Thus, since this Pro Forma Balance sheet illustrates the monthly activity of the account, the A/R balance is equal to the sales for that period. iii) Inventory- As mentioned above, finished goods inventory is one of the few current assets passed on to the new company. Thus, the initial balance of inventories is $50,000. For the balance of the other months, the following calculation was used: Beginning Inventory + Cost of Goods Manufactured – Cost of Good Sold = Ending Inventory. The end of the month balance was then transferred over as the next month’s beginning inventory balance. v) Total Current Assets- The sum of all current assets, calculated by adding Cash, A/R and Inventory. v) PP&E, net- According to Mr. Fordham’s proposal, there would be $200,000 worth of Property, Plant, and Equipment transferred from the old company to the new company, thus the beginning balance of $20,000. Even though Mr. Fordham mentions that he in his “Statement of Cost of Goods Manufactured for Year Ended Dec. 31 1956” that he depreciated $24,000 of Plant and Equipment, I decided to change the depreciation schedule so that PP&E would be fully depreciated by the end of the 5 year period.
Thus, I used a straight-line depreciation schedule that accumulated $40,000 worth of depreciation per year, which was spread evenly across the 12 months of this Balance Sheet (or $3,333. 33 per month). (1) PP&E- The original value of the PP&E received by Mr. Shields, constant at $200,000. (2) Accumulated Depreciation- This account accumulates the depreciation over the course of the 12 months. As mentioned above, the appraisal value of PP&E is referred to as “PP&E, net”, which is the original value of $200,000 minus the accumulated depreciation for each month. i) Goodwill- The beginning balance for Goodwill was determined by finding the difference between Total Assets and Total Liabilities at the beginning . Goodwill accounts for all the intangible assets that were transferred from the old company to the new company, including brand name, as well as a premium paid for the company. Goodwill was not amortized in this model. vii) Total Assets- The sum of all assets. Calculated by adding “Total Current Assets” to the sum of “PP&E, net” and “Goodwill”. b) Liabilities and Owner’s Equity iii) Accounts Payable- As referenced in the case, the main components of production Upstate Canning has are vegetables and fruit, labor, cans, and other ingredients. The vegetables and fruits canned by Upstate were bought on a contract basis from farmers in the surrounding area, where farmers were paid cash. Labor was paid on a weekly basis. The direct costs that could be accounted for in A/P were cans and other ingredients, which could be purchased on normal terms of 2/10, net 30 days. Mr. Fordham also mentions that the purchases of cans could be paid in net 60, without ruining Mr. Shields’ line of credit.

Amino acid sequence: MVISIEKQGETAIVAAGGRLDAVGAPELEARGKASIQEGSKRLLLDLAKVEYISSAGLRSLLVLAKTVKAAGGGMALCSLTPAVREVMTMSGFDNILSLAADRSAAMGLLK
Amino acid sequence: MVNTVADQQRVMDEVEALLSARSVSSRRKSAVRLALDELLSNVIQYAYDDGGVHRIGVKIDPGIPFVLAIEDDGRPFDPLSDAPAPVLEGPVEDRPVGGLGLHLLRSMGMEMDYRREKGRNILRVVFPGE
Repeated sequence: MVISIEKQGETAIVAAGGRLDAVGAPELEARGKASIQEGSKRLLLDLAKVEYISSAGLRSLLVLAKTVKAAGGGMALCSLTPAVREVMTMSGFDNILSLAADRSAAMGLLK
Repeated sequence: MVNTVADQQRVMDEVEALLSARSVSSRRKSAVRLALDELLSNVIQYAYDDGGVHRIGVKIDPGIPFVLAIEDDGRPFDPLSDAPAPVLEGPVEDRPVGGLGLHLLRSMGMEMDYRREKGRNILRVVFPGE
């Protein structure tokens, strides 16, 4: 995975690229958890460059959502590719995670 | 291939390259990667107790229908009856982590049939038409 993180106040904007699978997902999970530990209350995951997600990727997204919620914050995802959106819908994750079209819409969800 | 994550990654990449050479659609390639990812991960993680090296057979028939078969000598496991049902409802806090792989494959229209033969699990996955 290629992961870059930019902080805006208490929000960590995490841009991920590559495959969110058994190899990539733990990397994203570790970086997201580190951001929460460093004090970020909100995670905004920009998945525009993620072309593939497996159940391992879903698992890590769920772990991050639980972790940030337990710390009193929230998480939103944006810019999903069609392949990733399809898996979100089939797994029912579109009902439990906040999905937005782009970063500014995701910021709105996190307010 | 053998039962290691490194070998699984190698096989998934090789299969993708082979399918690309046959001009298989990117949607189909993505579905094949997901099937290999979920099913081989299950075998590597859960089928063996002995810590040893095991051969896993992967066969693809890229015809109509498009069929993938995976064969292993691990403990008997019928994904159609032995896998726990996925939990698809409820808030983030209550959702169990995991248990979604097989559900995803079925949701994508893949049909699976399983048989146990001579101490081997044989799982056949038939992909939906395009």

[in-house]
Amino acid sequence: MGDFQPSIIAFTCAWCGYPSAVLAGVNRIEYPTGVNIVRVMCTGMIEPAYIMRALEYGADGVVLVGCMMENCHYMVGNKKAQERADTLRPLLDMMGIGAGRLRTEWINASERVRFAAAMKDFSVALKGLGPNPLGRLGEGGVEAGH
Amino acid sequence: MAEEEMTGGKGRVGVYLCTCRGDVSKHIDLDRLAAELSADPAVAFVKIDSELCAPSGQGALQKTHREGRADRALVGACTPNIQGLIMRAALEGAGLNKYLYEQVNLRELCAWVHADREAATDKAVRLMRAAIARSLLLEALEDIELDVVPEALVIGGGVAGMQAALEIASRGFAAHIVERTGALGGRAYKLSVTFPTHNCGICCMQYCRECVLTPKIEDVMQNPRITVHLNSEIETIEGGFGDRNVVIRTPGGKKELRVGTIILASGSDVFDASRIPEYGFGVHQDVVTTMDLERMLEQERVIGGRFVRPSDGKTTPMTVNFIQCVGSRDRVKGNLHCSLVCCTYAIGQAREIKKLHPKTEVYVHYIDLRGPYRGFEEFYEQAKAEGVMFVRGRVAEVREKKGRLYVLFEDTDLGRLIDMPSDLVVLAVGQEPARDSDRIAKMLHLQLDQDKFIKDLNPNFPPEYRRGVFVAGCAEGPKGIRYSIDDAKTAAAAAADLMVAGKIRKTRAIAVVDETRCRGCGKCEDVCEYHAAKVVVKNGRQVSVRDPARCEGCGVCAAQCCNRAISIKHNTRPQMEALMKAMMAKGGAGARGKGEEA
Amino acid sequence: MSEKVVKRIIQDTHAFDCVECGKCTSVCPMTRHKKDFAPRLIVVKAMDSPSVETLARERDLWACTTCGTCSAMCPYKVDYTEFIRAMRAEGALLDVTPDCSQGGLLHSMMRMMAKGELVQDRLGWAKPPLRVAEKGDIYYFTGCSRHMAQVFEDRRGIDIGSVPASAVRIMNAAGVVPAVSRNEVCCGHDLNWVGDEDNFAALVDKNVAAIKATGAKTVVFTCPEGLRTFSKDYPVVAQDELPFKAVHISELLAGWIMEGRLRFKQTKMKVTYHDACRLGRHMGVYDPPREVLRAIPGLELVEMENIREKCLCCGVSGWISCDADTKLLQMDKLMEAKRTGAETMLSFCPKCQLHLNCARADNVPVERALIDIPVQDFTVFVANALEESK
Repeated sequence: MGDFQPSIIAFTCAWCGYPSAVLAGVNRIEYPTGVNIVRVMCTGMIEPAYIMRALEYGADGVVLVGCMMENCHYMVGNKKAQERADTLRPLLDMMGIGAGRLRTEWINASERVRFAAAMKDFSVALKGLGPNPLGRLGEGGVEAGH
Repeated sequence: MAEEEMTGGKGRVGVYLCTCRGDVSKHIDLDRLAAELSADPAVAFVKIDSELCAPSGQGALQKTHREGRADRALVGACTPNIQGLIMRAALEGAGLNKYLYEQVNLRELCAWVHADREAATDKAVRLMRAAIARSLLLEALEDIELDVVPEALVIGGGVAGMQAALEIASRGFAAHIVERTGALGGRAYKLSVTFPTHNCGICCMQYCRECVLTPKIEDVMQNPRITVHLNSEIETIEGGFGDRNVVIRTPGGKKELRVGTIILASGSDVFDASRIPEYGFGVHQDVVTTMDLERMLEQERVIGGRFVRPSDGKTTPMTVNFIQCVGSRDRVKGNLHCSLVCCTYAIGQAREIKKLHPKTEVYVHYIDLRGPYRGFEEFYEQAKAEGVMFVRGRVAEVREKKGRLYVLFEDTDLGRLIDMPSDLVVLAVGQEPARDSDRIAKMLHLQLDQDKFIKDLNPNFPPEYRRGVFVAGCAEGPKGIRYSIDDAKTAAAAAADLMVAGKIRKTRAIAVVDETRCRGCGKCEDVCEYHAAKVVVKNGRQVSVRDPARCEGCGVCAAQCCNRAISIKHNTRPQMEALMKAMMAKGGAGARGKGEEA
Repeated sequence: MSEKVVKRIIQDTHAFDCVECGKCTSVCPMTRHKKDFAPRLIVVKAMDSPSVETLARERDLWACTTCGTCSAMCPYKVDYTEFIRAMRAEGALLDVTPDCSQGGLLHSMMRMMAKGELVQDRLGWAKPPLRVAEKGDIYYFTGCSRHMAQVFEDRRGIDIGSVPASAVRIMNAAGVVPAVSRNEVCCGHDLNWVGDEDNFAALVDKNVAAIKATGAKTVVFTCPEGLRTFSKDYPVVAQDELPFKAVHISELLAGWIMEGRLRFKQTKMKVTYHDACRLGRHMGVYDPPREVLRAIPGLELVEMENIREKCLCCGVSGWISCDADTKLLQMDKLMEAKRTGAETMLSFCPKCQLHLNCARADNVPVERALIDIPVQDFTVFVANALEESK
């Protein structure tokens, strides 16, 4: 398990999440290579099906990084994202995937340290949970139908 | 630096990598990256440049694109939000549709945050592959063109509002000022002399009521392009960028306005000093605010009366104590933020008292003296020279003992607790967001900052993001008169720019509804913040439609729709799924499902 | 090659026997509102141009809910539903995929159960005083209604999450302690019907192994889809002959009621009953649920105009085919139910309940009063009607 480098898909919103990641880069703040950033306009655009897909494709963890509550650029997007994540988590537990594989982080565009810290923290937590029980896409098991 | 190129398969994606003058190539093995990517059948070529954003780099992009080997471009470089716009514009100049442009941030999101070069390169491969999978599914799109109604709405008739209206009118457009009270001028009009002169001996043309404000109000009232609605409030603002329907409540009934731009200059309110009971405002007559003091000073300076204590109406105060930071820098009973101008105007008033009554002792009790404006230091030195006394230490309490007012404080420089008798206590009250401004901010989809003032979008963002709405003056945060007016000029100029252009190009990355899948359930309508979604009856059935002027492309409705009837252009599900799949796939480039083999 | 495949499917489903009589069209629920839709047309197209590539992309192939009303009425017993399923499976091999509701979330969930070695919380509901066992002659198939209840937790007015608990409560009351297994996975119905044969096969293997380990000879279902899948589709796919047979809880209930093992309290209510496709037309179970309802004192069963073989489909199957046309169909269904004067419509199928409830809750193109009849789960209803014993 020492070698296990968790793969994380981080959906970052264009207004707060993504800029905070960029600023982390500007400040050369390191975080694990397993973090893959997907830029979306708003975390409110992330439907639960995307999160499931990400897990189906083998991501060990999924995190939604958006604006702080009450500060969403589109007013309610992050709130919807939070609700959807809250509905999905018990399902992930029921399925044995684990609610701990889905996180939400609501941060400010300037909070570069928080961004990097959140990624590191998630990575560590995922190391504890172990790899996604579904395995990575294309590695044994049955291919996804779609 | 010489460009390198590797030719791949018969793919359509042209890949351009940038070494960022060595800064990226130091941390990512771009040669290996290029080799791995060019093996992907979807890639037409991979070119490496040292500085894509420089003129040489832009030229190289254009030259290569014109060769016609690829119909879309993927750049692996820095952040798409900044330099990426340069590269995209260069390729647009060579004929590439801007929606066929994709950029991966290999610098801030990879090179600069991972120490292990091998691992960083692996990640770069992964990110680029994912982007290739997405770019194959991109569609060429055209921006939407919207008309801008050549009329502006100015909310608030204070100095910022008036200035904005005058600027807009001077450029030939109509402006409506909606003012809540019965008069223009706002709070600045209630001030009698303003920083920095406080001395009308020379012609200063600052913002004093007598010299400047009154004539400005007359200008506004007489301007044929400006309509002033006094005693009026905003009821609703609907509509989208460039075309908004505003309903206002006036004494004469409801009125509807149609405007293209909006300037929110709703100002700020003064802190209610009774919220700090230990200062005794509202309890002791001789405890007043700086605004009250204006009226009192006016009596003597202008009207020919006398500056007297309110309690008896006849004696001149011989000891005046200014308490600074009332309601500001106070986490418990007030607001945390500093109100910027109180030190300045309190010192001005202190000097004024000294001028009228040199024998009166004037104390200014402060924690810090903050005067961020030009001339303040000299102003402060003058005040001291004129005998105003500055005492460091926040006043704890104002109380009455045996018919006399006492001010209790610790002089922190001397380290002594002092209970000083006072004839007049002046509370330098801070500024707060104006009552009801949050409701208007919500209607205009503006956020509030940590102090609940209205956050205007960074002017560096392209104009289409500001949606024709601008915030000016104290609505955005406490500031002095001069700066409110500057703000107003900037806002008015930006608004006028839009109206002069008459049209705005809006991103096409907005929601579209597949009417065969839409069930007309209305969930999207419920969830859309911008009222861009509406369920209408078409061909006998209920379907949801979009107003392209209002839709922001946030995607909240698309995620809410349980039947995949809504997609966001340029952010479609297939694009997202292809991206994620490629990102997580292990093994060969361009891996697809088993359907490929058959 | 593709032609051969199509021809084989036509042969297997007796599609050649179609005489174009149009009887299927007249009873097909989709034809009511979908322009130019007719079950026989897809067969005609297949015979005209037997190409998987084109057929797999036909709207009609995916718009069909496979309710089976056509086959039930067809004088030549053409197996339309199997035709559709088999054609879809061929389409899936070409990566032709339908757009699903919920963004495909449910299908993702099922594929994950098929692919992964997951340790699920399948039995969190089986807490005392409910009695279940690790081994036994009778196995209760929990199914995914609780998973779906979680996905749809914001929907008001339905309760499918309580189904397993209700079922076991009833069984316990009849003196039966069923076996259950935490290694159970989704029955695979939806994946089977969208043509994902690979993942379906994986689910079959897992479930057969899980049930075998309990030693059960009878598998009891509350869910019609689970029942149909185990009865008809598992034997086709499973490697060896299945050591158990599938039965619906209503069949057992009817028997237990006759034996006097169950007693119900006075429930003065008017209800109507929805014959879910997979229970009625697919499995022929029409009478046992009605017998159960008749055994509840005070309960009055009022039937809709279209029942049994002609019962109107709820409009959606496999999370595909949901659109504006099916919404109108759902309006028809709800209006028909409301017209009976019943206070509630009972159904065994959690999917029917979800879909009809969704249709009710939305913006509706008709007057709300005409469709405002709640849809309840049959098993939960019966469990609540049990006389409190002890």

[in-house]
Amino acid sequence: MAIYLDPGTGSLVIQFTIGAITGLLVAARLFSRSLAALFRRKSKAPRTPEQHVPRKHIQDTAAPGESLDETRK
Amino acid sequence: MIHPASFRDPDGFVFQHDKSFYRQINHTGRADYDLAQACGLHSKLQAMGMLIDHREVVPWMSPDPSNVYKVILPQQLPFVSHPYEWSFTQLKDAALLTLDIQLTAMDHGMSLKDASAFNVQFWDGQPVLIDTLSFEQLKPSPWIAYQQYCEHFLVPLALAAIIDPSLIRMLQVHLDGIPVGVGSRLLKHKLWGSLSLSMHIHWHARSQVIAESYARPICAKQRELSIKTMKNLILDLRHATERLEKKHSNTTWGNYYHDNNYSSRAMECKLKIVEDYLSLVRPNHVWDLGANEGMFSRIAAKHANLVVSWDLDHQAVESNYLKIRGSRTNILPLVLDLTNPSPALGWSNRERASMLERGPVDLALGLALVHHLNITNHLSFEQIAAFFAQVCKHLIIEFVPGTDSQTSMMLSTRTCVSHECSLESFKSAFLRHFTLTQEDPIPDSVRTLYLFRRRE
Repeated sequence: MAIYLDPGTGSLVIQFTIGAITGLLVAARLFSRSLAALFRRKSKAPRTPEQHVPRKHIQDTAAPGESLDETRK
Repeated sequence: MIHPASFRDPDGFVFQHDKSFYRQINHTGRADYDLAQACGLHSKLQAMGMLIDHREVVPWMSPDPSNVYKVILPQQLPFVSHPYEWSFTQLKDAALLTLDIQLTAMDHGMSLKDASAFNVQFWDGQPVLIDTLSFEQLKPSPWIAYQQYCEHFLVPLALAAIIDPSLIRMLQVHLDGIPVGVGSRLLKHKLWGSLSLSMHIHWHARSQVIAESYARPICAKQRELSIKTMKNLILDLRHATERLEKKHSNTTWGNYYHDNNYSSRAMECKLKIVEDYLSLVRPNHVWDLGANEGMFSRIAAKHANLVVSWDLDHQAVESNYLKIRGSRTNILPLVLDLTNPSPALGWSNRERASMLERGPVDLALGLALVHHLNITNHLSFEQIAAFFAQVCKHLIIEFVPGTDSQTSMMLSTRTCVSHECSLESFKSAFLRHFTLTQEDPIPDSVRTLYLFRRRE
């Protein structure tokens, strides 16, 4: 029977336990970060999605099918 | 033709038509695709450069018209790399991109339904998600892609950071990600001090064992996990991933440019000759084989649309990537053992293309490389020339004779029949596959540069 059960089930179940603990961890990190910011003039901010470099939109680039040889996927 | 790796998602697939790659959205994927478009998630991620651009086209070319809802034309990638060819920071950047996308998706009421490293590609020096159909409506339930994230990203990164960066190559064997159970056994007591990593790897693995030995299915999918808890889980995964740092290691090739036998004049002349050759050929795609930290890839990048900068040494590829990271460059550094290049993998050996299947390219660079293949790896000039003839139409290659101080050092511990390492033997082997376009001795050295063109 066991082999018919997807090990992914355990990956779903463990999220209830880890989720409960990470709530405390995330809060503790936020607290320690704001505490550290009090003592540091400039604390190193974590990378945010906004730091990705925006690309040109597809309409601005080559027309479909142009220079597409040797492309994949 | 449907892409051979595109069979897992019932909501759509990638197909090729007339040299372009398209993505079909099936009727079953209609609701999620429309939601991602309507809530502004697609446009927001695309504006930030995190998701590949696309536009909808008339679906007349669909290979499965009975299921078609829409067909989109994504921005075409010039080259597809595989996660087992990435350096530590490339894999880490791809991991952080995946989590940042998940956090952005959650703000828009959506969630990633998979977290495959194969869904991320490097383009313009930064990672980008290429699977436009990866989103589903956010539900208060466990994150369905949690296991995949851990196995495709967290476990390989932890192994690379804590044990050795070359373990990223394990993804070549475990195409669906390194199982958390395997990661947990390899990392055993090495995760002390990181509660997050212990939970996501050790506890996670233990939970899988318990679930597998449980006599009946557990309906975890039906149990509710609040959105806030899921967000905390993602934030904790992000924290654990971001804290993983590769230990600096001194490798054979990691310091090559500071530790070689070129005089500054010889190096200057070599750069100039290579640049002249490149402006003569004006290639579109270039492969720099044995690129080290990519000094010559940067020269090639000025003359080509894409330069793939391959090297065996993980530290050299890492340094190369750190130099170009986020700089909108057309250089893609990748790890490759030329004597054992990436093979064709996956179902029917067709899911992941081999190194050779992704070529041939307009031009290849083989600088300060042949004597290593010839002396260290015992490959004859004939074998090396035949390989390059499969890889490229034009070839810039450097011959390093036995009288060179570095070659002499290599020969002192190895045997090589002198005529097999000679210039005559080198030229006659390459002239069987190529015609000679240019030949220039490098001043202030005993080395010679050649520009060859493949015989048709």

Given this information, I deduced that it would be best for Upstate Canning to not take the 2/10 discount, and repay all of its A/P on a 30 day schedule. The A/P account was calculated by finding the sum of all Purchases made on A/P, specifically cans and other ingredients. Given the production schedule developed by Mr. Fordham, July and October each accounted for 16. 67% of production, while production in August and September was of 33. 3% of total production for the year. Thus, the purchases on A/P were made accordingly, multiplying the total cost of cans and other ingredients by the percentage of production of each month. x) Bonds Interest Payable-This account represents the balance of the interest to be paid on the income bonds issued by Mr. Fordham. Thus, the beginning balance is zero. As referenced to in the proposal, the annual interest rate on the bond is of 3%. Thus, for the months where no portion of the bond has been repaid, the monthly accrual of the bond interest is of $750 (or $300,000*(3%/12)). The proposal also says that the bond interest is to be paid semiannually, on June 30 and December 30. Thus, the balance of the account in November is the sum of all the prior increments from July to November, or ($750*5=$3,750).